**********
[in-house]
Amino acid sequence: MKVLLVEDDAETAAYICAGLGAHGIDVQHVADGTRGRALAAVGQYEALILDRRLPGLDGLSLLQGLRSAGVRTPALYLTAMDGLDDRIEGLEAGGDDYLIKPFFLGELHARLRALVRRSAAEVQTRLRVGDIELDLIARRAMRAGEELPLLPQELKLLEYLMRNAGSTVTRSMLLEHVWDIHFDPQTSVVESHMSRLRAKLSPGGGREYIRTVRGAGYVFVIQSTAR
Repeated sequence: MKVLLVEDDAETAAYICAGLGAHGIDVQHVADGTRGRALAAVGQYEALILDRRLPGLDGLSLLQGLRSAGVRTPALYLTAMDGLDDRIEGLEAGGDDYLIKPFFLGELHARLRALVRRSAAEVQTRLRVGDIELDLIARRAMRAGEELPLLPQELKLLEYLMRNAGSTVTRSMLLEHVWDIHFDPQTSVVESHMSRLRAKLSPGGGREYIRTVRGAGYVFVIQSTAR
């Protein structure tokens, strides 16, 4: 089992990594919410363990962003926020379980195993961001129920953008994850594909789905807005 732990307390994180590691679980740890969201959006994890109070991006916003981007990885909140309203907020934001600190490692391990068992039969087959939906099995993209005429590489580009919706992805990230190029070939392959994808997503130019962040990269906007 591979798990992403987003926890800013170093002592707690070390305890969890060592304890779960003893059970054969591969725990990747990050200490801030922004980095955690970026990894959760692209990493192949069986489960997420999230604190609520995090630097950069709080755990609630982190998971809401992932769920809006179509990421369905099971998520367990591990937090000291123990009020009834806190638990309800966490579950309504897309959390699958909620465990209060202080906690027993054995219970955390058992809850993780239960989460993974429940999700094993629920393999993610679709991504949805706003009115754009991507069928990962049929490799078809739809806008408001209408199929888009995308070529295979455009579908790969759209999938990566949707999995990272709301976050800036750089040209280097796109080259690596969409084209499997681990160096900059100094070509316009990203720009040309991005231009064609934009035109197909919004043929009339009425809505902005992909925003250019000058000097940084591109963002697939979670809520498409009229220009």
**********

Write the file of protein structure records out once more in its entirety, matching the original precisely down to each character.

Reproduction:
[in-house]
Amino acid sequence: MKVLLVEDDAETAAYICAGLGAHGIDVQHVADGTRGRALAAVGQYEALILDRRLPGLDGLSLLQGLRSAGVRTPALYLTAMDGLDDRIEGLEAGGDDYLIKPFFLGELHARLRALVRRSAAEVQTRLRVGDIELDLIARRAMRAGEELPLLPQELKLLEYLMRNAGSTVTRSMLLEHVWDIHFDPQTSVVESHMSRLRAKLSPGGGREYIRTVRGAGYVFVIQSTAR
Repeated sequence: MKVLLVEDDAETAAYICAGLGAHGIDVQHVADGTRGRALAAVGQYEALILDRRLPGLDGLSLLQGLRSAGVRTPALYLTAMDGLDDRIEGLEAGGDDYLIKPFFLGELHARLRALVRRSAAEVQTRLRVGDIELDLIARRAMRAGEELPLLPQELKLLEYLMRNAGSTVTRSMLLEHVWDIHFDPQTSVVESHMSRLRAKLSPGGGREYIRTVRGAGYVFVIQSTAR
């Protein structure tokens, strides 16, 4: 089992990594919410363990962003926020379980195993961001129920953008994850594909789905807005 732990307390994180590691679980740890969201959006994890109070991006916003981007990885909140309203907020934001600190490692391990068992039969087959939906099995993209005429590489580009919706992805990230190029070939392959994808997503130019962040990269906007 591979798990992403987003926890800013170093002592707690070390305890969890060592304890779960003893059970054969591969725990990747990050200490801030922004980095955690970026990894959760692209990493192949069986489960997420999230604190609520995090630097950069709080755990609630982190998971809401992932769920809006179509990421369905099971998520367990591990937090000291123990009020009834806190638990309800966490579950309504897309959390699958909620465990209060202080906690027993054995219970955390058992809850993780239960989460993974429940999700094993629920393999993610679709991504949805706003009115754009991507069928990962049929490799078809739809806008408001209408199929888009995308070529295979455009579908790969759209999938990566949707999995990272709301976050800036750089040209280097796109080259690596969409084209499997681990160096900059100094070509316009990203720009040309991005231009064609934009035109197909919004043929009339009425809505902005992909925003250019000058000097940084591109963002697939979670809520498409009229220009």